Job Seekers Are 'Feeling the Economic Tsunami'
It has been nearly a year since Todd Wilson last collected a paycheck. The Kansas computer salesman wasn't too worried at first, for he had a solid work history, decent savings, and a wife with a job.
But now, with unemployment on the rise all around him, such as the 8,000 new cuts announced this week by Overland Park, Kansas, based Sprint Nextel , competition for ever fewer jobs is growing -- and desperation is setting in.
"Anybody who is looking for a job now is feeling an economic tsunami," said 48-year-old Wilson, who says he has exhausted his family's savings and now spends most days searching for jobs at an area employment-assistance center.
"It feels like all of a sudden, it has just fallen apart." Far from Washington D.C., in communities across the United States, the talk of federal economic stimulus plans and bank bailouts offers only faint hope for help.
Many workers say the ever-rising unemployment spells a long road of hardship ahead.
This week alone, U.S. companies including Sprint, Home Depot , Caterpillar, Texas Instruments , and others announced they would cut more than 60,000 jobs.
On Tuesday, another 10,000 job cuts were announced. So far this month, more than 210,000 jobs are known to have been axed.
And in a report due Thursday, claims for U.S. unemployment benefits by the newly jobless are expected soar above 500,000.
All that comes on top of 524,000 jobs lost in December and a spike in unemployment in all U.S. states that left the national unemployment rate at 7.2 percent, up from 6.8 percent in November, according to the Labor Department.
In all, more than 11 million U.S. workers are unemployed, a 48 percent jump from a year ago.
The numbers translate to roughly four job seekers for every one job opening in the United States, according to Heidi Shierholz, an economist at the Economic Policy Institute, a Washington-based think tank.
The grim job picture cuts across nearly every sector, she said. "There are literally millions of workers unemployed with no hope of finding a new job," she said.
"The queue is just too long." Job losses contributed to a record low in U.S. consumer confidence this month, the Conference Board, a non-profit business research group in New York, said on Tuesday.
A new survey by the Society for Human Resource Management also found that nearly 75 percent of human resource professionals from U.S. companies were expecting deeper job cuts in the U.S. labor force in the next few months.
No Quick Fix?
Economists and workers alike say they see President Barack Obama's efforts to jolt the economy taking at least a year or more to jumpstart renewed hiring.
"With the right package, the economy will start growing in 2010 and the labor market will start picking up after that at some point," said Shierholz.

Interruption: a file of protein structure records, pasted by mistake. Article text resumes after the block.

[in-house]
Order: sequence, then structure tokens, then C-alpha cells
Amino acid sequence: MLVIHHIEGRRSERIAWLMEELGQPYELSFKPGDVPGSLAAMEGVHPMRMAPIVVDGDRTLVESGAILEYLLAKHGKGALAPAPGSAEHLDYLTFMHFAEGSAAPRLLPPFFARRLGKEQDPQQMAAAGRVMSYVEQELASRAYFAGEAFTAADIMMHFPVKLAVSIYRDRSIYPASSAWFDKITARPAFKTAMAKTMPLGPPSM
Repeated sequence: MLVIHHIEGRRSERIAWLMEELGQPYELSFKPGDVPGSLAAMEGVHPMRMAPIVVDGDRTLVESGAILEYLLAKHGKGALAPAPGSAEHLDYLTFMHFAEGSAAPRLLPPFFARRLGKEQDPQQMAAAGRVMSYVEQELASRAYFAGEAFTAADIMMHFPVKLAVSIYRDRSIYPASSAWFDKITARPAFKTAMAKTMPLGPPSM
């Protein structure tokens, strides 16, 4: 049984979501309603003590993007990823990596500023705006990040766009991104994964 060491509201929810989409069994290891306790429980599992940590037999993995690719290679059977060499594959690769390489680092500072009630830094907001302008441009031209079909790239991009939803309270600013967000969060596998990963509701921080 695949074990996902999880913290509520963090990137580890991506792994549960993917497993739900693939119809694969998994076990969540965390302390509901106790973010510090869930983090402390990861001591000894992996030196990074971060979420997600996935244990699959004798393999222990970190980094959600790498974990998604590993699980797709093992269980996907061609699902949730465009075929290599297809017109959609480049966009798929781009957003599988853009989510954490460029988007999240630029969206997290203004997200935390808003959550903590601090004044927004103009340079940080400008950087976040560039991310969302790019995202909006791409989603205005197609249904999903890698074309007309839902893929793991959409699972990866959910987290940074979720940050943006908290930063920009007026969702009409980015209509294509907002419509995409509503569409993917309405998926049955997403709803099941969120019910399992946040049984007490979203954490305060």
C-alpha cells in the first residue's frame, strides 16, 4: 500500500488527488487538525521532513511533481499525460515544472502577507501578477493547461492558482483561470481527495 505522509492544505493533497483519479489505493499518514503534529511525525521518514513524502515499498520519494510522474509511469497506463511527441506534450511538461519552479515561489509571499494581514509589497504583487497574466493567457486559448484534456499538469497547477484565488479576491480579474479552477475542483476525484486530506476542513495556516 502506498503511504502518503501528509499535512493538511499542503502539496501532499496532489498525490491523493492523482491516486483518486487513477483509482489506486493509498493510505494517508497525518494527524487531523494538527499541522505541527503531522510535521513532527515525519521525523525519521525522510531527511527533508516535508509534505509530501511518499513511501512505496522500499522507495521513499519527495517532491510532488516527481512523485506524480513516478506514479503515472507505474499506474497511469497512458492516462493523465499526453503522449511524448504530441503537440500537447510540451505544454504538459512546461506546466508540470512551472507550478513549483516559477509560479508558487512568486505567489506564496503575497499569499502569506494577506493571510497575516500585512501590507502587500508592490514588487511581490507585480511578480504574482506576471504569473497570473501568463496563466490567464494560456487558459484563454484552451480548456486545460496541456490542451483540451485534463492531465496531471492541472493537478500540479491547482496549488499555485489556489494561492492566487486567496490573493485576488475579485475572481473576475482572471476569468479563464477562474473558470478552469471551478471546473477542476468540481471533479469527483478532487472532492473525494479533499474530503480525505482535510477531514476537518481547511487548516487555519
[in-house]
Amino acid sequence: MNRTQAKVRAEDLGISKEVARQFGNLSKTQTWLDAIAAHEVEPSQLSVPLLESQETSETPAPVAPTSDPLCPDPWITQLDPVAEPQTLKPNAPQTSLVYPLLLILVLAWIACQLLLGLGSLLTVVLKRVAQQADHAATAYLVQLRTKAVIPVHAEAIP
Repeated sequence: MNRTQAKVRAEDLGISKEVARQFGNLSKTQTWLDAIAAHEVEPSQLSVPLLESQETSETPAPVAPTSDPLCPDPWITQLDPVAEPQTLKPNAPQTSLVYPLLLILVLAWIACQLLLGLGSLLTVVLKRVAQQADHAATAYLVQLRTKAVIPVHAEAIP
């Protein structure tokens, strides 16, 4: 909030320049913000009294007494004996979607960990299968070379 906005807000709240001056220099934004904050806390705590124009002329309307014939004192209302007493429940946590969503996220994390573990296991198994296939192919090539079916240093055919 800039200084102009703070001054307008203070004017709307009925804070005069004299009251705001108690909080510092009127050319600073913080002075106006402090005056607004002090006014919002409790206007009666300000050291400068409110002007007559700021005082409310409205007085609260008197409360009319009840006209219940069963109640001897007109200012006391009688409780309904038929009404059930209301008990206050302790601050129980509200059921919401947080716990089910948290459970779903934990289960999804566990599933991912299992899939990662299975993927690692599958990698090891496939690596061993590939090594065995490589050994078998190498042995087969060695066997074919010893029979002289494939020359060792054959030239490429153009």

That is slight comfort to U.S. workers and small business owners who see their livelihoods eroding at a rapid pace.
"It's been less than four months since I got this job and I'm already worried about holding onto it," said Anna Chung, 30, who works at a small auto parts supplier in suburban Detroit, Michigan, where the state unemployment rate was 10.6 percent in December, reflecting the automobile industry's dismal fortunes.
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"I'm afraid I might be the next to go." In Overland Park, where Sprint's world headquarters dominates the landscape of the upscale bedroom community near Kansas City, the layoffs have many reeling.
"Behind each number is a person and a family," said Tracey Osborne, president of the local chamber of commerce.
The mounting corporate job losses mean slowing sales for a range of service and support businesses. Tax revenues are falling and money for schools and social services is squeezed.
Kyle Witherspoon owns the sports bar directly across the street from Sprint's sprawling corporate headquarters, and for years has served a steady flow of Sprint employees. But he said sales have slowed due to the job cuts.
This week, he was busy booking going away parties for Sprint workers, he said, and bracing for more lost customers. "When these people go now, it will have a huge impact," he said.
At the Mid-America Regional Council in Kansas City, chief economist Frank Lenk said for every corporate job lost, two more will be shed on average.
"This is a gloomy time," Lenk said. "People are feeling pretty uncertain about their financial security." Computer programmer Larry Martel understands uncertainty.
He had been laid off for six months last year before landing work as a consultant at a Kansas City-area firm.
Now Martel, 50, is just thankful to have a steady paycheck.
"There are people really hurting. It's everywhere you turn," said Martel. "It is probably going to get worse before it gets better."